If corporations want to take up the onus to start such conversations then they must first do so from within their corporate structure, writes Saman Shad.
Back in December of last year Starbucks CEO Howard Schultz held a meeting with various Starbucks employees at the company’s headquarters to discuss racial tension in America. The resulting conversation – that apparently lasted “more than an hour” - clearly moved Schultz to want to do something about race relations in his country.
So last week Starbucks launched the #racetogether campaign. The campaign was hit with severe criticism from the moment it was launched and just a week later the campaign ended rather abruptly, however Starbucks insists it was only meant to last a week.
There are some who say that it was honourable of Starbucks to want to do something about racial tension in America in the first place. While on one side of the equation America has a black president and world famous celebrities like Beyonce and Kanye West representing the nation, it also has a terrible track record of how it treats its black populace. Black men in America are six times more likely to be incarcerated than white men; the gap in median household income between black and white households is wider now than it was in previous decades and then there were the recent shootings of unarmed black teenagers - the protests and debate brought up by these shootings showed the level of distrust that exists between the police and the average black American.
While most Americans are aware of the racial inequalities within their country, there seems to be a general reluctance within the wider community and mainstream media to get into the thorny discussion of race. There is even greater reluctance amongst corporations to talk about race relations. So in a way perhaps Starbucks was trailblazing. However the way they went about raising the issue was what got so many people riled up.
Putting the onus on baristas to start conversations on race was ridiculous. A busy barista is under severe time pressure to get coffee delivered to their customers let alone start talking about race. And for customers, the last thing one wants to do before they get their caffeine hit is to get into some kind of heated debate. Also did Starbucks actually expect employees and customers to have any kind of meaningful discussion in the seconds it takes from having their order called out to grabbing their coffee? It is what lead most people to assume this was just one big marketing stunt gone wrong.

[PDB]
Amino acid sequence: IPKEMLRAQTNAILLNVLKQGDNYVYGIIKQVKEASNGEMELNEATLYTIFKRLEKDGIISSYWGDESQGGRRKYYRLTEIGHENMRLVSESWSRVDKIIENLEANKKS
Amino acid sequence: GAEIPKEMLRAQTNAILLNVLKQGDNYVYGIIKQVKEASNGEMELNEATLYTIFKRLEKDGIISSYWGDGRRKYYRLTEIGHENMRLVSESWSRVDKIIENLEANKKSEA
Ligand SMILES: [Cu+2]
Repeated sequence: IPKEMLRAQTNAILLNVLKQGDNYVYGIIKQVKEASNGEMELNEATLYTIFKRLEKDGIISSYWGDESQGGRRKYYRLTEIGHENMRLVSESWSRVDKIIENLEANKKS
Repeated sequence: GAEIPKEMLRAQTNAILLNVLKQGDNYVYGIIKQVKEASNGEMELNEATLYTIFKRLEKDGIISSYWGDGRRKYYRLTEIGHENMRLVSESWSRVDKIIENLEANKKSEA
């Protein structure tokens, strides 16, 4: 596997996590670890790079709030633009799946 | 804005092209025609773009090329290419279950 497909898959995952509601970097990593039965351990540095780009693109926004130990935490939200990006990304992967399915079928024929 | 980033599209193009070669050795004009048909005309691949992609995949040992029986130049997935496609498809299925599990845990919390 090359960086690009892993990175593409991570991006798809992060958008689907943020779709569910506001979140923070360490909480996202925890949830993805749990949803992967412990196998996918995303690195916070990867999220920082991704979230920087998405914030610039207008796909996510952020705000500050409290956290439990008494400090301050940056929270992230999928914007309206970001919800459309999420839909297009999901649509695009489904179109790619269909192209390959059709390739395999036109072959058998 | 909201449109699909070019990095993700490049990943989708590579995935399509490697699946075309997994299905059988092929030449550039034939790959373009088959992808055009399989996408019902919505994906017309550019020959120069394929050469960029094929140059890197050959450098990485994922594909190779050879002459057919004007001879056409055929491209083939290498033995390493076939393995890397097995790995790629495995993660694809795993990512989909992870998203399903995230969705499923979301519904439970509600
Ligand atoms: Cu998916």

If Starbucks really wanted to start a conversation they should have done it from within their own headquarters. As one Twitter user pointed out – Starbucks may want us to #racetogether but this is not reflected in their executive board . Though to be honest this executive board looks way more diverse than most boards here in Australia.
They should have looked at where they open their stores (most Starbucks are located in gentrified, predominantly white areas), and they should consider how much they pay their employees – the average barista is paid a measly $10 an hour - this is despite soaring company profits.
The issue of race is one that needs wider debate not just in America but in countries around the world, including our own. This discussion needs to be lead not only within mainstream media, but on a community level. The more open discussion we can have about where we stand and where we come from, the more likely we are to dispel the misconceptions that create divisions between racial groups in the first place.
If corporations want to take up the onus to start such conversations then they must first do so from within their corporate structure – by removing barriers in career progression and promoting those from socially and economically disadvantaged communities.
It’s only after we level the playing field can we truly go on to have a meaningful discussion about race and how we #racetogether.